Possible ways to gain second-hand revenues for developers. *rename

Discussion in 'Console Industry' started by bbot, May 25, 2013.

  1. bbot

    Regular

    Joined:
    Apr 20, 2002
    Messages:
    705
    Likes Received:
    4
    The guy's the founder of Quantic Dreams, maker of Sony exclusive Heavy rain:

    "Guillaume de Fondaumiere: I would say that the impact that the recession had, that the most important impact especially on AAA games on console, was the rise of second hand gaming. And I think this is one of the number one problems right now in the industry. I can take just one example of Heavy Rain. We basically sold to date approximately two million units, we know from the trophy system that probably more than three million people bought this game and played it. On my small level it's a million people playing my game without giving me one cent. And my calculation is, as Quantic Dream, I lost between €5 and €10 million worth of royalties because of second hand gaming."



    http://www.gamesindustry.biz/articles/2011-09-09-guillaume-de-fondaumiere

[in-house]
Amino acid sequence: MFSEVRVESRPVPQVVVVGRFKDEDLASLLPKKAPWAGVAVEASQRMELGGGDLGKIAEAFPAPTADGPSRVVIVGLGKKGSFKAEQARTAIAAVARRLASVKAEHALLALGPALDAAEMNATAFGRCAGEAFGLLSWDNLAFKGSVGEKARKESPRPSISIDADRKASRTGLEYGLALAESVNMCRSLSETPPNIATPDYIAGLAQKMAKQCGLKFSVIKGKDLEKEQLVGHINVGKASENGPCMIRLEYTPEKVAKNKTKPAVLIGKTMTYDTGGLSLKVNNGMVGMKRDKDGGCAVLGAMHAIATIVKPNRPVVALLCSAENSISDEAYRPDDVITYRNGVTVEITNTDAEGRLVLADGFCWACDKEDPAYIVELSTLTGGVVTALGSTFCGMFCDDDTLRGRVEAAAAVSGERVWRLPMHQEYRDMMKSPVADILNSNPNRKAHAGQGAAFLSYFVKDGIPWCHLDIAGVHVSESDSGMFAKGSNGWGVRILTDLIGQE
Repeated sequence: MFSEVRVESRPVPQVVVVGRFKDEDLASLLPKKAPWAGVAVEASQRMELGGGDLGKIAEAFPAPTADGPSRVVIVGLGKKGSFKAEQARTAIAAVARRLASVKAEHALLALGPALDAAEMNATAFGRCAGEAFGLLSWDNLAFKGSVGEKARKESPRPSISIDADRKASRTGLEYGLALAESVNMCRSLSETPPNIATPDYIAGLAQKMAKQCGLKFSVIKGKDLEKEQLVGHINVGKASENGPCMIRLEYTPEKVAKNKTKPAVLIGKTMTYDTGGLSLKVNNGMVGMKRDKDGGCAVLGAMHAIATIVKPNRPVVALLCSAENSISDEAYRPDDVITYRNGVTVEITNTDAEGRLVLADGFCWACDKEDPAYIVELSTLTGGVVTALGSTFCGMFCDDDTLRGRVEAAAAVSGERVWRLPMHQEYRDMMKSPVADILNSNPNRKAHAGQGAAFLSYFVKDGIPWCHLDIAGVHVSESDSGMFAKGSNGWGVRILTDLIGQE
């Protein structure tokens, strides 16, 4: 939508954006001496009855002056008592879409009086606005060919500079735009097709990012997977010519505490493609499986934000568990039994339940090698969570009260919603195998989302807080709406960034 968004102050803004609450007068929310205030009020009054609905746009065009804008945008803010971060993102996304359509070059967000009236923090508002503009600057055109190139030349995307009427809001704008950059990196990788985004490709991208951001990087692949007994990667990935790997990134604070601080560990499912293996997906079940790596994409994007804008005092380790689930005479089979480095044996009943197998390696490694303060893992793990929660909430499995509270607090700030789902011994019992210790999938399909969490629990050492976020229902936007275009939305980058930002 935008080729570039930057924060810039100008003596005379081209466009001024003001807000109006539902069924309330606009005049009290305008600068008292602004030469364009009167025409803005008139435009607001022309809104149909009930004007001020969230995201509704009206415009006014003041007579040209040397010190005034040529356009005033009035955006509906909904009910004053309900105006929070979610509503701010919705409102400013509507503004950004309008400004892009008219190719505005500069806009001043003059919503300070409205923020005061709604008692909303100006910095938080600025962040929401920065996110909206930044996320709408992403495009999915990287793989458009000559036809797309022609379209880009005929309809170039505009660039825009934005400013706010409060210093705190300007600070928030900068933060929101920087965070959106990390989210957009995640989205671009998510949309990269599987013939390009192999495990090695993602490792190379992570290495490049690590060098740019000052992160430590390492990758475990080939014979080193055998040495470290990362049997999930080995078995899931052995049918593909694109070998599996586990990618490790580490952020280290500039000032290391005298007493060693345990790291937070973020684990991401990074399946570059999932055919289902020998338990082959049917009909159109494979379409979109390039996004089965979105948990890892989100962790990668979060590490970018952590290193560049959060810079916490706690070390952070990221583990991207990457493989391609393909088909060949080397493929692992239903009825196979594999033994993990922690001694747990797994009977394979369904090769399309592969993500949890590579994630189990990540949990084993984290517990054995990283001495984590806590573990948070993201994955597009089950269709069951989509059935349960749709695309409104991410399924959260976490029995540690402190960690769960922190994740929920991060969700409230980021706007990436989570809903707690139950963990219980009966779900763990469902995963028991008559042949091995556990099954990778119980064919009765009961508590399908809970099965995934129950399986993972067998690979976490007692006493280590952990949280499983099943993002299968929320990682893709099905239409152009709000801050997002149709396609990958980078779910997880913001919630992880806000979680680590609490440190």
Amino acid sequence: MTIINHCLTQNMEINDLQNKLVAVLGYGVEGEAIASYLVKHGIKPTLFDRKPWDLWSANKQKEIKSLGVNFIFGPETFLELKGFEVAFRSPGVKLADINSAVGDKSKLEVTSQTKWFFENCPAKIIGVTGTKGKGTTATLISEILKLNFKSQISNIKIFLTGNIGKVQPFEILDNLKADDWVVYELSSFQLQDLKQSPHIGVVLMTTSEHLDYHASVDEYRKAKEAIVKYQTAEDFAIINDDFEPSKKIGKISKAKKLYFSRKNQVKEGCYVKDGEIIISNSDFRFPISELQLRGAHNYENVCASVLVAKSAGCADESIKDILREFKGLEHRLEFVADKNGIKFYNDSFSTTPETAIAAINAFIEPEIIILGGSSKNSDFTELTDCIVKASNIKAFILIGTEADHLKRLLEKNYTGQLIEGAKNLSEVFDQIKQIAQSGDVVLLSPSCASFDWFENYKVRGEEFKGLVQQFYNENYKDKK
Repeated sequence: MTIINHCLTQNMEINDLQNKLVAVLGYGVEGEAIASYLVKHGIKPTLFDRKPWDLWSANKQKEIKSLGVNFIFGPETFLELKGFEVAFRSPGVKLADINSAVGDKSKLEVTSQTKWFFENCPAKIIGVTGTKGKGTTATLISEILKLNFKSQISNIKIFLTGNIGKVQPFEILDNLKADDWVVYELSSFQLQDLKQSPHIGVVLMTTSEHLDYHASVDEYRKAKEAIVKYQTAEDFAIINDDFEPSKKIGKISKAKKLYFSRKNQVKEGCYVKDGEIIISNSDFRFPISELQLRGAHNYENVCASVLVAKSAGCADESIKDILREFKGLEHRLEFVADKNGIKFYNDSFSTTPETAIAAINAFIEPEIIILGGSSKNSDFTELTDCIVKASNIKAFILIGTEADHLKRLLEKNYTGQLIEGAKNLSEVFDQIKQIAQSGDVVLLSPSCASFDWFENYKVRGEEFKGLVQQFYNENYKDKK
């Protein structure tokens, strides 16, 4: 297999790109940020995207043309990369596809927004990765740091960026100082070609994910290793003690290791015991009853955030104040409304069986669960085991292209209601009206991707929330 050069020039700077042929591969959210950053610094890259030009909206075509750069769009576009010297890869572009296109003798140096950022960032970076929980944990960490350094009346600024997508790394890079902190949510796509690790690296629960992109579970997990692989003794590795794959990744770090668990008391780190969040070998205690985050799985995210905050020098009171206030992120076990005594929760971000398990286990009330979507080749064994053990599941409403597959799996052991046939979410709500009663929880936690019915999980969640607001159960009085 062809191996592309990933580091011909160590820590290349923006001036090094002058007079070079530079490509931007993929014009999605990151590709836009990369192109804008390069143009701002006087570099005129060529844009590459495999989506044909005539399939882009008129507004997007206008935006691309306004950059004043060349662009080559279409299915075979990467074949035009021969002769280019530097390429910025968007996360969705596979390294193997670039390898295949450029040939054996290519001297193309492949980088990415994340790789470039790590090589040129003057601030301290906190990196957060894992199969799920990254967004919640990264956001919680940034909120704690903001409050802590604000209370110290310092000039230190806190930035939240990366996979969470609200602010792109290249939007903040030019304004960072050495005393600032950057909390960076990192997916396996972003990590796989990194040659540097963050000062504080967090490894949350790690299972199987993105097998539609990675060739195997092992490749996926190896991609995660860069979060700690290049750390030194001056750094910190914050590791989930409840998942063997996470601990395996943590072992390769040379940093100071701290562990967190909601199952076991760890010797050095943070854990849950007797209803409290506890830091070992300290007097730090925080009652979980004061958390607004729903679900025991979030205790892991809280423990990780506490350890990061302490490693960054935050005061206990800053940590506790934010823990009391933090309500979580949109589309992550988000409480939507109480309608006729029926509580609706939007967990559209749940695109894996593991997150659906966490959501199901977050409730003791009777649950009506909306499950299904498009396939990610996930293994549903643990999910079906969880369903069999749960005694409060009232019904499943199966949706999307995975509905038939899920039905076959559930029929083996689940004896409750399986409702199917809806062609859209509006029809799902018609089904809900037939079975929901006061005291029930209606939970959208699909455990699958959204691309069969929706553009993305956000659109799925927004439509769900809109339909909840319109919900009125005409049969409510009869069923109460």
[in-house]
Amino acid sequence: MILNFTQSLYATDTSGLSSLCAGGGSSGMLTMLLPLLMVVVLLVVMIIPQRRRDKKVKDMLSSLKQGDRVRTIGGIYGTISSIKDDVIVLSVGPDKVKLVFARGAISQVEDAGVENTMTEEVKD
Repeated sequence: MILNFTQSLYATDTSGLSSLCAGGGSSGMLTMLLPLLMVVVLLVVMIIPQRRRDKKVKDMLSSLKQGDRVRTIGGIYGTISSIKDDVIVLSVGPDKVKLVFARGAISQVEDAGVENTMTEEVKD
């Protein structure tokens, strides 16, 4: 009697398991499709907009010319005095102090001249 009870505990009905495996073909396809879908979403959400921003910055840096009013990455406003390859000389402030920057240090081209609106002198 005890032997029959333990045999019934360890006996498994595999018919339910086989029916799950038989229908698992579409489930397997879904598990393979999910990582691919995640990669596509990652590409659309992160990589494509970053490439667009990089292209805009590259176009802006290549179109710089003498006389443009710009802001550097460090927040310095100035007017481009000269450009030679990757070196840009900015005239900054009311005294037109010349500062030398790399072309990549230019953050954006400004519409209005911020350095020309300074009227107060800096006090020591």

2. patsu

    Legend

    Joined:
    Jun 25, 2005
    Messages:
    27,614
    Likes Received:
    60
    I think everyone in the industry is concerned, but they may have to look for a solution that is palatable to the consumers. It is common sense.
     
  3. GrimThorne

    Newcomer

    Joined:
    Mar 7, 2013
    Messages:
    217
    Likes Received:
    30
    I think this is what alot of people just don't understand, that developers are the ones who want to block used games. They have been pushing aggressively behind the scenes for years. They view used games as being WORSE than piracy and desperately want this business model destroyed.

    So while blaming Sony or Microsoft is popular, gamers may want to direct some of that anger and frustration in the proper direction.
     
  4. Shifty Geezer

    Shifty Geezer uber-Troll!
    Moderator Legend

    Joined:
    Dec 7, 2004
    Messages:
    40,396
    Likes Received:
    10,764
    Location:
    Under my bridge
    Please let's not have another moral discussion about whether used games are acceptable or not. We have two at least already, in the Techno-ethics forum where they always end up.

    How's about for once we limit the thread to what possible ways there are to recoup revenue from used-sales, what impact they have on the user experience, and whether there's a plausible solution to keep everyone (moderately) happy?

    Gamestop et al are clear targets for a revenue share policy, perhaps agreed by consent within the industry. But that doesn't solve individual resale. Developers expecting the same dollar cut from resales are expecting too much, and too high a fee will push consumers against them. It needs to be something consumers are happy adopting as fair and unintrusive.